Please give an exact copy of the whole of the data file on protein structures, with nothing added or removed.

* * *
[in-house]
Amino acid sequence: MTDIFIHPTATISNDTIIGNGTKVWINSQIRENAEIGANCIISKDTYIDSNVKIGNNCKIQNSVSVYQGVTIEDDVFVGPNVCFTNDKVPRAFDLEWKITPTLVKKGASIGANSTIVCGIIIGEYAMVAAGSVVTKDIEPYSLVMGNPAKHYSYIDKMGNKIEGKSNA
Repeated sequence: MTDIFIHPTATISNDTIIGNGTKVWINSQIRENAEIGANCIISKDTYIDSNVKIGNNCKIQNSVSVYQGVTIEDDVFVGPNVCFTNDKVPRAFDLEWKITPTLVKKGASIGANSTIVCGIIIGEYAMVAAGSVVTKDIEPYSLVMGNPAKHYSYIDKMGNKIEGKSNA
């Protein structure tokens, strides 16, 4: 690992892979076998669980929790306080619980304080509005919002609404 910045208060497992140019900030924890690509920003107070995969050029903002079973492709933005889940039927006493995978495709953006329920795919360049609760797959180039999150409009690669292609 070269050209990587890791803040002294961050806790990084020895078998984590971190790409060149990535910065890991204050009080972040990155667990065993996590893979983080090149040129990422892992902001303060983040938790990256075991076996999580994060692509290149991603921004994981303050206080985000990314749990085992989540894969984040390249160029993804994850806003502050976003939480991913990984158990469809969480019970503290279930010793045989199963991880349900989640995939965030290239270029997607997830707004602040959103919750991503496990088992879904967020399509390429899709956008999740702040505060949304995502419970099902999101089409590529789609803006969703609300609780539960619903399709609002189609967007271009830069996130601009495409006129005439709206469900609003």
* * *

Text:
[in-house]
Amino acid sequence: MTDIFIHPTATISNDTIIGNGTKVWINSQIRENAEIGANCIISKDTYIDSNVKIGNNCKIQNSVSVYQGVTIEDDVFVGPNVCFTNDKVPRAFDLEWKITPTLVKKGASIGANSTIVCGIIIGEYAMVAAGSVVTKDIEPYSLVMGNPAKHYSYIDKMGNKIEGKSNA
Repeated sequence: MTDIFIHPTATISNDTIIGNGTKVWINSQIRENAEIGANCIISKDTYIDSNVKIGNNCKIQNSVSVYQGVTIEDDVFVGPNVCFTNDKVPRAFDLEWKITPTLVKKGASIGANSTIVCGIIIGEYAMVAAGSVVTKDIEPYSLVMGNPAKHYSYIDKMGNKIEGKSNA
């Protein structure tokens, strides 16, 4: 690992892979076998669980929790306080619980304080509005919002609404 910045208060497992140019900030924890690509920003107070995969050029903002079973492709933005889940039927006493995978495709953006329920795919360049609760797959180039999150409009690669292609 070269050209990587890791803040002294961050806790990084020895078998984590971190790409060149990535910065890991204050009080972040990155667990065993996590893979983080090149040129990422892992902001303060983040938790990256075991076996999580994060692509290149991603921004994981303050206080985000990314749990085992989540894969984040390249160029993804994850806003502050976003939480991913990984158990469809969480019970503290279930010793045989199963991880349900989640995939965030290239270029997607997830707004602040959103919750991503496990088992879904967020399509390429899709956008999740702040505060949304995502419970099902999101089409590529789609803006969703609300609780539960619903399709609002189609967007271009830069996130601009495409006129005439709206469900609003």